Racing Time Process

I was originally only going to include my own phone recording of cars on my street. I had randomly selected 120 bpm and started working with my “New Dover” recording. Not satisfied with just the one found sound, I decided to look through my classmates’ recordings and came across Krystelle’s “Clock Ticking on a Snowstorm,” which worked perfectly with my 120 bpm. So instead of having a literal car racing idea, I toyed with the titular racing time idea. The song starts off with the loop Alpha Omega Bass and the clock recording, which continues throughout the entire piece, becoming prominent again when the music gets softer toward the middle and the very end. The purpose of the first four bars being just the clock represent the growing anticipation right before a race. After the first four measures, my New Dover recording begins and continues through the rest of the song as well.

The song builds up intensity as “the race” begins. I used Aurora Beat, Bell Ringer Arpeggio, Rapid Snare Topper, and Accelerate Synth, as well as a Rising Synth Effect and Diving Synth Effect, to do this, each entrance contributing to the race effect. After a combination of Alpha Omega Beat, Accelerate Synth, and Rapid Snare Topper at a loud dynamic, I brought the volume down on those three parts to serve as a sort of background sound to the newly introduced calmer section. This section uses two more loops: Set Free Synth Pad and Slow Motion Piano. During this section, one imagines a more inner dialogue with the clock recording subtly in the background. I liked having the juxtaposition of the two calm loops with the clock recording and the three background intense loops with the New Dover recording; it gave the song a sort of eye of the storm feeling here.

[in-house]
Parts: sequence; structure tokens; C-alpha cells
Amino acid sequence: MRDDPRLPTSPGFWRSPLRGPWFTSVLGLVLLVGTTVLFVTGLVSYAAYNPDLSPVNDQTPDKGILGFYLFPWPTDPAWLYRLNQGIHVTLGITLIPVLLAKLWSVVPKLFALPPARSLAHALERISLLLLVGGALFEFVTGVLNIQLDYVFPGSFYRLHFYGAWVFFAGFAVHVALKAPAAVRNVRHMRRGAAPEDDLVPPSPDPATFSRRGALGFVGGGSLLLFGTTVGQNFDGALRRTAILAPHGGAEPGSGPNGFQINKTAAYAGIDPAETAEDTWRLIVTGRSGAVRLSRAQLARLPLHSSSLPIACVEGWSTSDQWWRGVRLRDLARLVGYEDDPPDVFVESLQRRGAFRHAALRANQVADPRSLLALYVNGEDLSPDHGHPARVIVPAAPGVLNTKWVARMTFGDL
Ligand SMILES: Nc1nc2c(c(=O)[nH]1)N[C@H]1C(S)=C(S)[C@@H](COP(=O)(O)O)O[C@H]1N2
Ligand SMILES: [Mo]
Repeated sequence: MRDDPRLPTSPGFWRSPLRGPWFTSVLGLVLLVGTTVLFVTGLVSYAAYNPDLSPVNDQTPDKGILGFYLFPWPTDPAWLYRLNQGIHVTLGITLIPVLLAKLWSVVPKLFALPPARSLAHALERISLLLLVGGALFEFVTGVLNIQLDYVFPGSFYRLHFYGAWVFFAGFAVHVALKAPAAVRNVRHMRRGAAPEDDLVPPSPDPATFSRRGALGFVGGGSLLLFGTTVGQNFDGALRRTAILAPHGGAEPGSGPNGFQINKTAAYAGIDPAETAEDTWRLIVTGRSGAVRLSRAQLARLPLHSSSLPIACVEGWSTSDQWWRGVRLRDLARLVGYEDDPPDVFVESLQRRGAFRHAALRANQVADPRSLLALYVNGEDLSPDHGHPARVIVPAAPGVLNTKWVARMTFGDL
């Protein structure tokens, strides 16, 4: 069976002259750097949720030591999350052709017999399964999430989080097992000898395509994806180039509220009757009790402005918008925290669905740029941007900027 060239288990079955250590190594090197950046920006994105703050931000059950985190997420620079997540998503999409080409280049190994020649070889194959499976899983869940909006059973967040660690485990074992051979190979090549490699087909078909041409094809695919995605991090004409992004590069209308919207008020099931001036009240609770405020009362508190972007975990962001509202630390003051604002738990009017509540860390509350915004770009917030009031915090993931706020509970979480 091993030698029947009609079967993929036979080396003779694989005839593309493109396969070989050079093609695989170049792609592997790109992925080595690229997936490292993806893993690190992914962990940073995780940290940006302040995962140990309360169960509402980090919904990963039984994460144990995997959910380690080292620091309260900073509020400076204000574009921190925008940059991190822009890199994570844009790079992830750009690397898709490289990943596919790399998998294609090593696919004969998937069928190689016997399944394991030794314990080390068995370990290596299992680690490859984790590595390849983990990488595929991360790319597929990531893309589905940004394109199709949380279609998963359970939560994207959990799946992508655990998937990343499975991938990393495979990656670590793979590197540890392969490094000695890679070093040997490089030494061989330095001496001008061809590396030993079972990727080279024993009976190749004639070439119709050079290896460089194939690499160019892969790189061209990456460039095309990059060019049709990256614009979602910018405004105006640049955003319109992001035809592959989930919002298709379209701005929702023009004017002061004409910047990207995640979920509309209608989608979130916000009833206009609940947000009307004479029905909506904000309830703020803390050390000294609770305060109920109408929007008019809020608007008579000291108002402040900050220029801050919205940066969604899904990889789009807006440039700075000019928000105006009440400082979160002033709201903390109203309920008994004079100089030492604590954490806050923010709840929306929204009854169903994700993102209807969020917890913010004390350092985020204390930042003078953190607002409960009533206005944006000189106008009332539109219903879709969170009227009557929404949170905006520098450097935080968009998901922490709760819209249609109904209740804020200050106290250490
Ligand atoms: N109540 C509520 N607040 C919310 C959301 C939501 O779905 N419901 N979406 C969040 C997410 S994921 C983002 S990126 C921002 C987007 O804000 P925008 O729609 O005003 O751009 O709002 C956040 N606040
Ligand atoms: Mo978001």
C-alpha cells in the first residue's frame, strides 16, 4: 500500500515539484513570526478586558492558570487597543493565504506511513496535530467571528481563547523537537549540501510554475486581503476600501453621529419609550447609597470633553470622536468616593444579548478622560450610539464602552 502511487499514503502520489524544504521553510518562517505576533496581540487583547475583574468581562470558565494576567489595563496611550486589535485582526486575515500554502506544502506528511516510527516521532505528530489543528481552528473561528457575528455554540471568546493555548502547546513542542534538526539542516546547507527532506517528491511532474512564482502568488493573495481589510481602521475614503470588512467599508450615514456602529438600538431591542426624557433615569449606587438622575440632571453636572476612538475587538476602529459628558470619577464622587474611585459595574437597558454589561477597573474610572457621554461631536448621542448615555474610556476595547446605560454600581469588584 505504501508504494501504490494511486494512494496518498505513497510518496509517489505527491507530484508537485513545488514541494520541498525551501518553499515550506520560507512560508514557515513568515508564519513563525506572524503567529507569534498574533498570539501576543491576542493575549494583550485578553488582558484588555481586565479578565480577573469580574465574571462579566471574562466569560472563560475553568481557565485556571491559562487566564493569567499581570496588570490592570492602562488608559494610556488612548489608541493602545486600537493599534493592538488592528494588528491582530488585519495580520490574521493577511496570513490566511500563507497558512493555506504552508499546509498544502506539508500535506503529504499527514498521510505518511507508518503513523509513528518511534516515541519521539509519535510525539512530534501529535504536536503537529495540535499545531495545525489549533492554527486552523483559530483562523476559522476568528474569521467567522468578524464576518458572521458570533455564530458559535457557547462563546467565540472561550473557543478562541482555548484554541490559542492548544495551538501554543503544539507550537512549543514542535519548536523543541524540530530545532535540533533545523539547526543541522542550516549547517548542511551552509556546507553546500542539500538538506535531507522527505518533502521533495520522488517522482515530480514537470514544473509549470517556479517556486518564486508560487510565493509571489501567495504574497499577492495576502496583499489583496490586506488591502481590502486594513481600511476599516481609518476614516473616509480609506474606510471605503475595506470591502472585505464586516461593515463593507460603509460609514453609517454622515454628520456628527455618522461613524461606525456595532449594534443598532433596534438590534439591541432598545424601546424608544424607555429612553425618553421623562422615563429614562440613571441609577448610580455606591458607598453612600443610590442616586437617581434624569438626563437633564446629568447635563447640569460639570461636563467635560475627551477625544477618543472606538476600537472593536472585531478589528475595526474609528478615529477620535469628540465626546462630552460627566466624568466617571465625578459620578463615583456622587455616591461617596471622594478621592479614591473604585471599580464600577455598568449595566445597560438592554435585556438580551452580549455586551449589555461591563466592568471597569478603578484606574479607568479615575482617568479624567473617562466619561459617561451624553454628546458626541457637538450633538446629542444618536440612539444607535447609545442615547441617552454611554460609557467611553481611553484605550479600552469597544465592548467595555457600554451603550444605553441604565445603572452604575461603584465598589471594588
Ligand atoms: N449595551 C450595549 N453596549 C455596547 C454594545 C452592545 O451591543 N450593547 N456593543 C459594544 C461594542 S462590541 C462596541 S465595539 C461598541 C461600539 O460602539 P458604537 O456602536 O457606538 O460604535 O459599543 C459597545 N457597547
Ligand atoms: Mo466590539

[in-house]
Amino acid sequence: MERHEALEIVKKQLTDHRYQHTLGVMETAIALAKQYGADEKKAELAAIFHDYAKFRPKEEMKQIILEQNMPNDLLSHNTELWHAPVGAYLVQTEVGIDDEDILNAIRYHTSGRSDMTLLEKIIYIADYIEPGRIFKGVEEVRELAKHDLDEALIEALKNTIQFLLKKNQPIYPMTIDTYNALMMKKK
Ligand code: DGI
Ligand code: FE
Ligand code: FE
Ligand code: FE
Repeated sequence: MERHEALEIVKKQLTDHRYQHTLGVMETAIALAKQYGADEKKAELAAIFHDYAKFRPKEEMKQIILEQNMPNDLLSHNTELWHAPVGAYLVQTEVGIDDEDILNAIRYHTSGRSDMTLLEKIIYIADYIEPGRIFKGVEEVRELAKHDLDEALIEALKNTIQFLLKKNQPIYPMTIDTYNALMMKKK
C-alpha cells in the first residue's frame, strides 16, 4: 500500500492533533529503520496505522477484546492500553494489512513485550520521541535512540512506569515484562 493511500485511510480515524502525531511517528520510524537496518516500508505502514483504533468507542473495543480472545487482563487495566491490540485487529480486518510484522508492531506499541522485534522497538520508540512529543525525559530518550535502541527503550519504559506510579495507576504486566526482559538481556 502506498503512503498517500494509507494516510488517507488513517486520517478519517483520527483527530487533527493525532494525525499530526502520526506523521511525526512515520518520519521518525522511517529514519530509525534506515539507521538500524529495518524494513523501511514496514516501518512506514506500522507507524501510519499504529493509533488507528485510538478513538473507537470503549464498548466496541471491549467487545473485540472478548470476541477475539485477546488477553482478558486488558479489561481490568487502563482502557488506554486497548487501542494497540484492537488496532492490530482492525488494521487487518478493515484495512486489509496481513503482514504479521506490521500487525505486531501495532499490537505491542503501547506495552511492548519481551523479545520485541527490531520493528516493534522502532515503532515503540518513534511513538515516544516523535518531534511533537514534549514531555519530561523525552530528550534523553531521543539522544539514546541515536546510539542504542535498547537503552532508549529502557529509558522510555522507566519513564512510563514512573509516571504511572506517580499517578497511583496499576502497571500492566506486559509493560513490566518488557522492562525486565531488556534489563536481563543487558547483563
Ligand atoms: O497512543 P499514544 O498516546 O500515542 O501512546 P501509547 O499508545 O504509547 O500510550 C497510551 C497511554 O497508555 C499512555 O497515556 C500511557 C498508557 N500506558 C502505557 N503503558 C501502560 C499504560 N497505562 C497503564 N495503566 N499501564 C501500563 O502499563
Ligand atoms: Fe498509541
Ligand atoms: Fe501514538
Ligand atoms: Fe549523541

The song ends with a sort burst of intense music again, using Aurora Beat, Accelerate Synth, and Set Free Synth Pad, as well as the Rising Synth Effect once more. After eight measures of this, Aurora Beat and Set Free Synth Pad drop out, Accelerate Synth gradually fades away, and Slow Motion Piano comes in, also gradually fading away so that the last sounds are the New Dover recording and the clock recording, bringing the song full circle.

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